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MACDUFF: What three things does drink especially provoke?
PORTER: Marry, sir, nose-painting, sleep, and urine. Lechery, sir, it provokes and unprovokes. It provokes the desire, but it takes away the performance.

Turns out Shakespeare knew a thing or two about the phenomenon known as “whiskey dick,” or alcohol-related erectile dysfunction. But since Macbeth doesn’t offer an explanation for why a dude goes soft when it matters most, we had sixth-year urology resident Dr. Ashley Winter give us the scoop!

What’s going on here? Why do men have erectile problems after drinking?

Winter: Well, the first idea is that the alcohol is directly affecting the penis. Alcohol causes your blood vessels to dilate, which is why people’s faces get flushed. It affects the way the blood moves in and out of the penis, which is, obviously, important for erectile function. There’s not actual scientific information but some people say that because your veins are so dilated, yes, the blood may be going in, but the blood actually might be leaving too fast, and you’re not going to stay hard.

The second component is that drinking causes discoordination. Your nervous system is not coordinating overall and your brain is not sending signals well to your extremities — you’re sloppy.

Is it inhibiting the psychological desire, or just the physical process?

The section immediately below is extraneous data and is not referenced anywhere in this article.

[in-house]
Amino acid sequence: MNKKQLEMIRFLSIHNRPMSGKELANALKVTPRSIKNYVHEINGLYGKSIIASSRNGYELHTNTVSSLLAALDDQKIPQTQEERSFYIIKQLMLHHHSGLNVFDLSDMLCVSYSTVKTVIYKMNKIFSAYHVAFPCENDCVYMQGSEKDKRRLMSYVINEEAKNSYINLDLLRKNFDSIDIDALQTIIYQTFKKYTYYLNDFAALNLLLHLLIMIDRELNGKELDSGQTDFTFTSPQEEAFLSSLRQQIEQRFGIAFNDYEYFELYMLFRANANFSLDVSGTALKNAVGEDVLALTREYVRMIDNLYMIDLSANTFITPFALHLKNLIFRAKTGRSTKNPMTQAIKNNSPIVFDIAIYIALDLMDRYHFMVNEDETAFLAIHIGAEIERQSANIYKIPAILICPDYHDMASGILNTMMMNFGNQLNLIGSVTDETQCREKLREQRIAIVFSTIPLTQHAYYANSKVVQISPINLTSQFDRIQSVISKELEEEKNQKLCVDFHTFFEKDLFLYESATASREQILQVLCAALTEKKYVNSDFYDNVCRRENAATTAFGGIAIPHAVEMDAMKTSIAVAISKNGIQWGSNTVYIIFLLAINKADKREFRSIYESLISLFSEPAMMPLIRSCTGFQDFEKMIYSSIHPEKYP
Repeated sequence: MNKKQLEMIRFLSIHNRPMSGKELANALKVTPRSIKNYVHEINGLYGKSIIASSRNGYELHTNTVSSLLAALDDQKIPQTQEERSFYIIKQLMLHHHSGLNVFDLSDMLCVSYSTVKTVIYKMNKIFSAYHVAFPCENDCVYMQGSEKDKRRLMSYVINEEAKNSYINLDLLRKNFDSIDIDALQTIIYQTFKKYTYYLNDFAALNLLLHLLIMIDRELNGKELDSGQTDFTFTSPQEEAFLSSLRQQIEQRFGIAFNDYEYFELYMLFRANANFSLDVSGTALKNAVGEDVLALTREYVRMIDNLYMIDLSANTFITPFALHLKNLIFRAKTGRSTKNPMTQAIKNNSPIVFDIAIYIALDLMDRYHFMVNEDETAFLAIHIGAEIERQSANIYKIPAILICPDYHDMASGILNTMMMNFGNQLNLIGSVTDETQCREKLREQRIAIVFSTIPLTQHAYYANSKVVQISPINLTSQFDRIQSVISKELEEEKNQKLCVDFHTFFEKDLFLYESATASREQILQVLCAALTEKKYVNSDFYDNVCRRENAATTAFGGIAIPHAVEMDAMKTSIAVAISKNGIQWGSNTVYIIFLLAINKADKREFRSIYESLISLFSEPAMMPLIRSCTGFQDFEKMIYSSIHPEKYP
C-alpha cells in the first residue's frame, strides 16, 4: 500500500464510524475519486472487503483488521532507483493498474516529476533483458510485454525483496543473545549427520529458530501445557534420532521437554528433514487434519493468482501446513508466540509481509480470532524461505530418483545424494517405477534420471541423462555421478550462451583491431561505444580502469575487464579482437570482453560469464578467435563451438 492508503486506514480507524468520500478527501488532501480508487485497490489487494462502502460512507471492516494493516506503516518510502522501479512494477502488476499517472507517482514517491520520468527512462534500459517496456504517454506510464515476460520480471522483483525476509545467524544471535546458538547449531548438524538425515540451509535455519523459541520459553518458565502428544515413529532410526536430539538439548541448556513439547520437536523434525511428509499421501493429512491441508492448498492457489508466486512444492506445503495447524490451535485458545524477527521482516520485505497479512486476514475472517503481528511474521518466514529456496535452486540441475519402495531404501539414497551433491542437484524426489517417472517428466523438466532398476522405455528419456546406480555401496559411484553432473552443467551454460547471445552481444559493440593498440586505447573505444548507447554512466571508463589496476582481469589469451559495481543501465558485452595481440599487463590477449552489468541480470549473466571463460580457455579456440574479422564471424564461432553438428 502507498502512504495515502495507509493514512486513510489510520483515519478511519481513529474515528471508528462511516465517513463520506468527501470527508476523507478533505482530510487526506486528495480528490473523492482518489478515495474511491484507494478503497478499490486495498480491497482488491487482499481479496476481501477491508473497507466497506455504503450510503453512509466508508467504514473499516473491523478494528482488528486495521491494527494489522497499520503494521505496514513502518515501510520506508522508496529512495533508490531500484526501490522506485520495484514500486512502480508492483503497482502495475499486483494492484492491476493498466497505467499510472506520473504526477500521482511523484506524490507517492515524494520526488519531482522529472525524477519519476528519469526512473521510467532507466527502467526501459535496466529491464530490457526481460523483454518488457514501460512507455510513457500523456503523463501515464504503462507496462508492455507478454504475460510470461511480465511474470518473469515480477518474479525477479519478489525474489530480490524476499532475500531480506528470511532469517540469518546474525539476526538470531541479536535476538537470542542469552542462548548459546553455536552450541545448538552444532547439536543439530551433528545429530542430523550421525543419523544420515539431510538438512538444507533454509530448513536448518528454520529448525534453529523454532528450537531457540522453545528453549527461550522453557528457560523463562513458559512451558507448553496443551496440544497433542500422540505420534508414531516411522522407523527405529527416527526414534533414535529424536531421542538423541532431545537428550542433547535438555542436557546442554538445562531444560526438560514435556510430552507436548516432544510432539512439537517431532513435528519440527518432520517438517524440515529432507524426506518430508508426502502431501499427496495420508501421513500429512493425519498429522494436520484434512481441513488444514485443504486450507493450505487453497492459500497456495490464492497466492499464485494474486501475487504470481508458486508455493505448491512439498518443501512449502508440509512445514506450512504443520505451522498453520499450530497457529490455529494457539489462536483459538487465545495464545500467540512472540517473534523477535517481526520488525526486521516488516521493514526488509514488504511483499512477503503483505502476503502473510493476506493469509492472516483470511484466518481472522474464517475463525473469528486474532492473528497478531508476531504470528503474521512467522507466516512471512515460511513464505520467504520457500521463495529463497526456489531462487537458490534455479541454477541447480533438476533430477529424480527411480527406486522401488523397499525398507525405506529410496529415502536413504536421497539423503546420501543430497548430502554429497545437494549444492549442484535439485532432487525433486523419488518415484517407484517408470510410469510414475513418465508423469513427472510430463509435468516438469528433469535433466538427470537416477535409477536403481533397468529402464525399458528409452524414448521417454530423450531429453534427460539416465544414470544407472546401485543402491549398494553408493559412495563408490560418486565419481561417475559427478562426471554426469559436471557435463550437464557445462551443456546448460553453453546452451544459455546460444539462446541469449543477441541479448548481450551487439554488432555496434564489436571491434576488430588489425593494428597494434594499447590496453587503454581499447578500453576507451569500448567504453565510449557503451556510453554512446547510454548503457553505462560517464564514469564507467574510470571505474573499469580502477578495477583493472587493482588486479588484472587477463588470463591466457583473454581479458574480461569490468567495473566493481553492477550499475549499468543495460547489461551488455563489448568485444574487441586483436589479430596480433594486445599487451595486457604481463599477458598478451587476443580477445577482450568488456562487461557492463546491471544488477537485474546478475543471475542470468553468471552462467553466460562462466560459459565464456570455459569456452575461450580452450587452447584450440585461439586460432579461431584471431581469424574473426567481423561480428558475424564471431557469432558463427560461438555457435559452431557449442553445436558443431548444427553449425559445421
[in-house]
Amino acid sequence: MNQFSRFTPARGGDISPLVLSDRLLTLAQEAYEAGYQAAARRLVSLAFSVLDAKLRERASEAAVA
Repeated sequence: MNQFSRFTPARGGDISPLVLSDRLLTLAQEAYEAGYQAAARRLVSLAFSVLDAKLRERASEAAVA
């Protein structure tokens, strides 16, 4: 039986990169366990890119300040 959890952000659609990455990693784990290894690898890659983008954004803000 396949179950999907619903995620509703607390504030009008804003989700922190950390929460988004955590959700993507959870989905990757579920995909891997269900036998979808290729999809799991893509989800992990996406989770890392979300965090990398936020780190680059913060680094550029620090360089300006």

Winter: There’s a component of coming down from alcohol — there’s fatigue, and you may be in a bad mood because alcohol is a depressant.

There are a lot of studies on this subject with conflicting findings. The most recent study, they gave a whole bunch of young men alcohol and then asked them to try to get hard. You’re less in control of your performance when you’re drunk. If you’re sober, you can say, “I want to be in the mood!” but you have less control over it after a few drinks.

What happens in the long term? How will continued heavy drinking affect my sexual life?

Winter: There’s some indication that if you drink very modestly it might help your sexual life. If you have one glass of wine a day, it might help with erectile function in the long run. But for people who are binge drinkers, or alcoholics, it’s bad for your overall health — liver problems, hormone imbalance, which could lead to high estrogen and low testosterone levels.

Does this only affect men, or does something comparable happen to women as well?

Winter: The basic fact remains that women experience arousal and orgasm through a lot of similar ways as men. Less control over whether you become lubricated is one factor, but a woman’s clitoris becomes filled with blood in the same way as a penis. It’s just a lot harder to measure a clitoris.

Does it only happen with whiskey?

Winter: There’s nothing to suggest that one type of alcohol or another is different. The bottom line is the blood alcohol level, which depends on how much you drink, what you’ve eaten, and your weight. That is what’s meaningful.

Is there an alcohol that won’t mess with your libido?

Winter: Again, it’s not the type of alcohol, but the quantity. If you know you’re someone who drinks a lot of shots in a row, then avoid that. Know yourself, know how quickly you drink, and pick an alcohol to drink to avoid that.

Is there a way to resolve it once it’s happened?

Winter: Get sober! If you’re in the bedroom and can’t cum, you have to just get sober.

How can you prevent it?

Winter: Just don’t drink! It’s not the way to the most exciting sex of your life.

 

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